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Review of Little Red Riding Hood by the Duston Players at Duston Community Centre, Northampton

At the end of a week where I was slightly disappointed with a production which had been a past Tony Award nominee for best play, I found myself at Duston for the very differently graded Little Red Riding Hood pantomime.

There is no comparison of course, despite my disappointment and reservations, that play not only surpasses Red Riding Hood in performance levels, technicals and well pretty much everything. However it did generate a great deal of thought over a reviewers roles in the so called "entertainment" aspect. Despite Peter And The Starcatcher (for that of course is the play in question) being an exceptional achievement in production and performance, just lacking in the material aspect, I do wonder whether the audience at Red Riding Hood were actually having a better time.

Like last years Sinbad The Sailor, this is written once again by the mysterious Mr Johnathan Freeth, who it seems is quite a dab hand at this pantomime writing lack. He certainly knows what the audience requires of a panto, as Little Red is like the ultimate checklist. You have sweets chucked with alarming abandon into the audience (Imelda Staunton may not approve the consumption that follows); you have "he's behind you", "of yes we/you are" etc; we have the baddie to boo; we have the over the top dame; and we have the sing-along at the end (which despite being close to the emergency exit, I stayed for). It is, for love or hate panto, absolutely all there. The balance, unlike one of last years professional shows, is perfectly correct for adult content as well. Mix in a bit of surprisingly edgy political content featuring Brexit, MP Mackintosh and Trump, and you have actually, even for myself not a big fame of pantos, a very impressive show.

This being the true epitome of "community" theatre, there are a vast collection of acting abilities on display. However with pantos, this truly doesn't really matter, as a polished panto probably actually makes a pretty dull one, and no one would question the effort of all those involved. There are however some really nice performances all the same. Some of the children are bold as brass in their smaller roles and I am sure a few are lightly to trend the boards a few times in the future.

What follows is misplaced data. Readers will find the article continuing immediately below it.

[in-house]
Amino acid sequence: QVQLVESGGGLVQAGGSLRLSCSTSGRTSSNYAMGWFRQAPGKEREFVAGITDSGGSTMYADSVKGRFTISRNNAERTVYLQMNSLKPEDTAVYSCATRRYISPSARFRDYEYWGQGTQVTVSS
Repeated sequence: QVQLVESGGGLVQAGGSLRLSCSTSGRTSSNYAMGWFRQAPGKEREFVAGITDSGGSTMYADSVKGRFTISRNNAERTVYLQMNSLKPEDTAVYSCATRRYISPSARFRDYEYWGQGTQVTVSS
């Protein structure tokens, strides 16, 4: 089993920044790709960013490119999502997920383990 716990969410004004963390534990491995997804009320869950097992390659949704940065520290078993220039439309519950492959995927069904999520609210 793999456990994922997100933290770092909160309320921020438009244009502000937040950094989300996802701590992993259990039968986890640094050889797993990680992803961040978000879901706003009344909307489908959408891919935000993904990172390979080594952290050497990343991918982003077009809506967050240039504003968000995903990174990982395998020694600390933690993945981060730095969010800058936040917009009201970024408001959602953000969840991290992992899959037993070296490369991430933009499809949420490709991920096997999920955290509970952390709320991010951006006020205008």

From the grown-ups, Alistair Way has tremendous fun as the the Big Bad Wolf, who despite being saddled with a onesie adds surprising character to the role. Also full of fun as the Dame is Gavin Key, looking the part, sounding the part, and really obviously having great fun with it as well.

Perhaps the best performance though lies at the hands of James Burgess as the scenery chewing baddie Mayor Culper. He perfects the tone of voice and maintains throughout, including during the singing. Really a very impressive performance.

As in Sinbad last year, the music is an interesting mix, mostly seventies and eighties with a bit of I don't know what modern thrown in, and the cast perform them with surprising gusto including a few solos and duets of some repute.

Director John Myhill has created something that all boils down into something remarkably fun and is greatly recognised as such by the buzzing audience on the day. So while there will be no awards laid at the door of Riding Hood, that doesn't stop it being really great entertainment for a good two hours plus. Optimum quality of deliverance does not always translate into quite as much fun as this provided.

Performance reviewed: Saturday 10th December 2016 (matinee)

Little Red Riding Hood ran at the Duston Community Centre, Northampton between Wednesday 7th December and Saturday 10th Deecember 2016.

For full details of the Duston Players visit their website at http://www.dustonplayers.org.uk/

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